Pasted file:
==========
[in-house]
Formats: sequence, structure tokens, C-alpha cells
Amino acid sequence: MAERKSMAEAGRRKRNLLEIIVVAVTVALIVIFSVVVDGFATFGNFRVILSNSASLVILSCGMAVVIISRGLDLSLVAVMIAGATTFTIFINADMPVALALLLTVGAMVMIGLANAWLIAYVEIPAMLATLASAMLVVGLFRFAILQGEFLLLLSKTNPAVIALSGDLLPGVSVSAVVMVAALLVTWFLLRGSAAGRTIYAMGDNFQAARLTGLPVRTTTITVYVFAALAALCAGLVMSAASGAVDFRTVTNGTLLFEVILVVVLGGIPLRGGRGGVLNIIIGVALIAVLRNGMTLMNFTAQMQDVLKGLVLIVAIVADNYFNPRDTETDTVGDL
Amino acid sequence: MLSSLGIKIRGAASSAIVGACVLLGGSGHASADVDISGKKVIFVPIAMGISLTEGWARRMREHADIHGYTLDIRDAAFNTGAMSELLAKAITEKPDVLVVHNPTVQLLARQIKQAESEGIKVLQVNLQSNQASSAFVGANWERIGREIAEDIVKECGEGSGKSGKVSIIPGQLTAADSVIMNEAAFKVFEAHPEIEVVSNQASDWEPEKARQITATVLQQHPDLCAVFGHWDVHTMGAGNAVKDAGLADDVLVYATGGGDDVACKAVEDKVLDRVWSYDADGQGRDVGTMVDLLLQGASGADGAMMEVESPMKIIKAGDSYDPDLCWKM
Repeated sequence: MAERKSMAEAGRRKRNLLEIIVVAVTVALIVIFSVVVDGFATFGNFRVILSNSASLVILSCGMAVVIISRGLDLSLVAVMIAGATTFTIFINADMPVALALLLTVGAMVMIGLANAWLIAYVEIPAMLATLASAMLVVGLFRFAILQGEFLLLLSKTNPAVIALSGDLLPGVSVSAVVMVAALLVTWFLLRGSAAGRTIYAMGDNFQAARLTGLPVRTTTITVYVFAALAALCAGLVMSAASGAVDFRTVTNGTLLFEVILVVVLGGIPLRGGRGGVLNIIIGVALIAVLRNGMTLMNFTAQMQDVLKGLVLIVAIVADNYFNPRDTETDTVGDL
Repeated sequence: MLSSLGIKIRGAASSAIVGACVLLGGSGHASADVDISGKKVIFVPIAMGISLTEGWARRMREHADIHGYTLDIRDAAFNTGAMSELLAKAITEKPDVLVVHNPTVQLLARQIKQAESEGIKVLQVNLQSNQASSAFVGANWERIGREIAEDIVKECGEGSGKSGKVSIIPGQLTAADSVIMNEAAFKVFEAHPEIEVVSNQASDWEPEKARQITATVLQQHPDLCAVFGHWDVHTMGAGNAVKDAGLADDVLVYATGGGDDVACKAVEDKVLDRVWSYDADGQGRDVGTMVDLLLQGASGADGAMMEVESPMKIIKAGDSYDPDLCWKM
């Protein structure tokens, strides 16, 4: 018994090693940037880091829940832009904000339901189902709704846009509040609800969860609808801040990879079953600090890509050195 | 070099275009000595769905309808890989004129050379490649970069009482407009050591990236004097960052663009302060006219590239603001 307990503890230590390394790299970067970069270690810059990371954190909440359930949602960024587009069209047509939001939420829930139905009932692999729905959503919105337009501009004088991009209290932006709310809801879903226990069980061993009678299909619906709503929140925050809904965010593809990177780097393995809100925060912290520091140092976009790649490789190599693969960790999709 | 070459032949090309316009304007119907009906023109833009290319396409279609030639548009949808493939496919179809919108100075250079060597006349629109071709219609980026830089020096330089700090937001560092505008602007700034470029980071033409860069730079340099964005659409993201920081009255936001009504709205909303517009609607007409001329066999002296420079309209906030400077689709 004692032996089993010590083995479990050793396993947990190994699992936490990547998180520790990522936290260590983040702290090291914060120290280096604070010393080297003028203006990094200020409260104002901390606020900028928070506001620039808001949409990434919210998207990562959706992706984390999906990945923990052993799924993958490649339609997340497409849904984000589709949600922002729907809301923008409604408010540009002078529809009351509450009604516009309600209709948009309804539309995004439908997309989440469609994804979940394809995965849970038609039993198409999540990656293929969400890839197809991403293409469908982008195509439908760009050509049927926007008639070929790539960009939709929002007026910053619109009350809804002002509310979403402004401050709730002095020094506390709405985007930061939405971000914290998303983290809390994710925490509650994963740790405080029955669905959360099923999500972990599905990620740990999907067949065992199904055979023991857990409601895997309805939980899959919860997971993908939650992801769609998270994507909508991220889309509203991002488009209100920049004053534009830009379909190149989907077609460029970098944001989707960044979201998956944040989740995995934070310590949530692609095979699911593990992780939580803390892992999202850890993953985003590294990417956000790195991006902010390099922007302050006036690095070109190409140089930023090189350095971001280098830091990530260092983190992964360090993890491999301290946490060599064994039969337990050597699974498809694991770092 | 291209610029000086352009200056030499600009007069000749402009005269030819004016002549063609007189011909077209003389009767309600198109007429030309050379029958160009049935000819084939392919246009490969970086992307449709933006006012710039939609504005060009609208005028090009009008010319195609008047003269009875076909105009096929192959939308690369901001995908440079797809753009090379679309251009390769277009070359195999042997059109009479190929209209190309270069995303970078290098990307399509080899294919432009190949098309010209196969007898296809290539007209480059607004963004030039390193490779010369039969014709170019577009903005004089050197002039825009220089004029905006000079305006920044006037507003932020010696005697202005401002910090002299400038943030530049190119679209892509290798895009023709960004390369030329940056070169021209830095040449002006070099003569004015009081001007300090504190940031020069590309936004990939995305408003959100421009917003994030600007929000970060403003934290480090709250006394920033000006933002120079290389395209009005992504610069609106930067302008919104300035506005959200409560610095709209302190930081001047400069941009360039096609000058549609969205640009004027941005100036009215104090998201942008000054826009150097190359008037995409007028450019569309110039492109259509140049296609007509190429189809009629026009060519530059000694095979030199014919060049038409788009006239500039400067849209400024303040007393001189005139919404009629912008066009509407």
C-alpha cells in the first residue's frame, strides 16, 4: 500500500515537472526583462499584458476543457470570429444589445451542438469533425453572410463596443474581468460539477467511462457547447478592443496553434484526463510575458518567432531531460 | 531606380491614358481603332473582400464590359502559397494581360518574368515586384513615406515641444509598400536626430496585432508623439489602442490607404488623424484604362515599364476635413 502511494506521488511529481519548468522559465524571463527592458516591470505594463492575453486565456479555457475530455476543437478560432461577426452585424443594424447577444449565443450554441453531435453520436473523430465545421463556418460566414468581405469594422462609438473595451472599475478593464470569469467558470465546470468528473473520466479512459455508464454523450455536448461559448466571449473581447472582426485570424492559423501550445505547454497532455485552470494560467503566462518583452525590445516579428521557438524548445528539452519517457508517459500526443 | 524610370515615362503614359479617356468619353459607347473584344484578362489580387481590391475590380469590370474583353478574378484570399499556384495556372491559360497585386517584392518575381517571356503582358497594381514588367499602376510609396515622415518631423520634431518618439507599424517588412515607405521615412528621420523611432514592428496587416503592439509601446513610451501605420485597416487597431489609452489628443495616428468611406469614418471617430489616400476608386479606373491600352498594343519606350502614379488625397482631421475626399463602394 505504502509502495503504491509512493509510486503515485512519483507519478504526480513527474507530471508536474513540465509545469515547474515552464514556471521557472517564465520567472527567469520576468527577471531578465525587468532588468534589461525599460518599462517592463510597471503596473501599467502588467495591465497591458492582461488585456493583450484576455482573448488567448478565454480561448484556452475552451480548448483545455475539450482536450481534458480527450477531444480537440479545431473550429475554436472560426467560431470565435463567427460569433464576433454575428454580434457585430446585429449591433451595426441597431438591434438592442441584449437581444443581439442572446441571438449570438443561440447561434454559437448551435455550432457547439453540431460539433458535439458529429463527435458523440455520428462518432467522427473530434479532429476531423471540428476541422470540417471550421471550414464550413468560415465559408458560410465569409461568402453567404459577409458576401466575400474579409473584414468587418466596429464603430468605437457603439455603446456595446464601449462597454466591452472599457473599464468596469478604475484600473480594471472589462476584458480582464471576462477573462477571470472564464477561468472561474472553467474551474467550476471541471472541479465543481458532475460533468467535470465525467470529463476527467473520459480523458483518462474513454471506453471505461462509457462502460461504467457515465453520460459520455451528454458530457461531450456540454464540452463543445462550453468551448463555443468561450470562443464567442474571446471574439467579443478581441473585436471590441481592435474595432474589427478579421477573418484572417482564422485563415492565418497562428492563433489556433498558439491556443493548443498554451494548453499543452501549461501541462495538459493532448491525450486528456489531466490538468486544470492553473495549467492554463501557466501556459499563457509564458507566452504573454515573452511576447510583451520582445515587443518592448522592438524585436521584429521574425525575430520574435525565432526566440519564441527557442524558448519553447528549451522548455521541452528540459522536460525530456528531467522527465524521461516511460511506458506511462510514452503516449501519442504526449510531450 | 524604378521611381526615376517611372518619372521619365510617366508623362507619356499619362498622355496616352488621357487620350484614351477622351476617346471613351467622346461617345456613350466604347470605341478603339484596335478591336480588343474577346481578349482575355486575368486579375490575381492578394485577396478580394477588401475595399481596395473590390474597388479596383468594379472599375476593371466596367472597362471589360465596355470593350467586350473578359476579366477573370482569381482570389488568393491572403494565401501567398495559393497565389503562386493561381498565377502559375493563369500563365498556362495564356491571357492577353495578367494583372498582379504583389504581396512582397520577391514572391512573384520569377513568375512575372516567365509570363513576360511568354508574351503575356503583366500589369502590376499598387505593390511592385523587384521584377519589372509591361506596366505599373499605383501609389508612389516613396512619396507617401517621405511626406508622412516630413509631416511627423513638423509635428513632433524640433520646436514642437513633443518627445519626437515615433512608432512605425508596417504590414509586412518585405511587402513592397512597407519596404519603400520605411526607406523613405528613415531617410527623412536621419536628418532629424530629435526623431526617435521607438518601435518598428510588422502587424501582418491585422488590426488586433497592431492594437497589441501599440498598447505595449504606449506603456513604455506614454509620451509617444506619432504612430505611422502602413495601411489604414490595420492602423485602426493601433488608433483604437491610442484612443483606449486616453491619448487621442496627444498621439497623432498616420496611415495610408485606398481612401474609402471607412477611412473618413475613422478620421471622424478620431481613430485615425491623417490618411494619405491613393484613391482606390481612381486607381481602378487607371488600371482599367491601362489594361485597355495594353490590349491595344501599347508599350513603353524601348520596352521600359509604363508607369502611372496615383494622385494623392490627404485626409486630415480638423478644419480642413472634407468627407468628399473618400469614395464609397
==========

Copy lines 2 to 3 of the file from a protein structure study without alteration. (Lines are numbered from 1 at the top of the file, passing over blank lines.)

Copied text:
Formats: sequence, structure tokens, C-alpha cells
Amino acid sequence: MAERKSMAEAGRRKRNLLEIIVVAVTVALIVIFSVVVDGFATFGNFRVILSNSASLVILSCGMAVVIISRGLDLSLVAVMIAGATTFTIFINADMPVALALLLTVGAMVMIGLANAWLIAYVEIPAMLATLASAMLVVGLFRFAILQGEFLLLLSKTNPAVIALSGDLLPGVSVSAVVMVAALLVTWFLLRGSAAGRTIYAMGDNFQAARLTGLPVRTTTITVYVFAALAALCAGLVMSAASGAVDFRTVTNGTLLFEVILVVVLGGIPLRGGRGGVLNIIIGVALIAVLRNGMTLMNFTAQMQDVLKGLVLIVAIVADNYFNPRDTETDTVGDL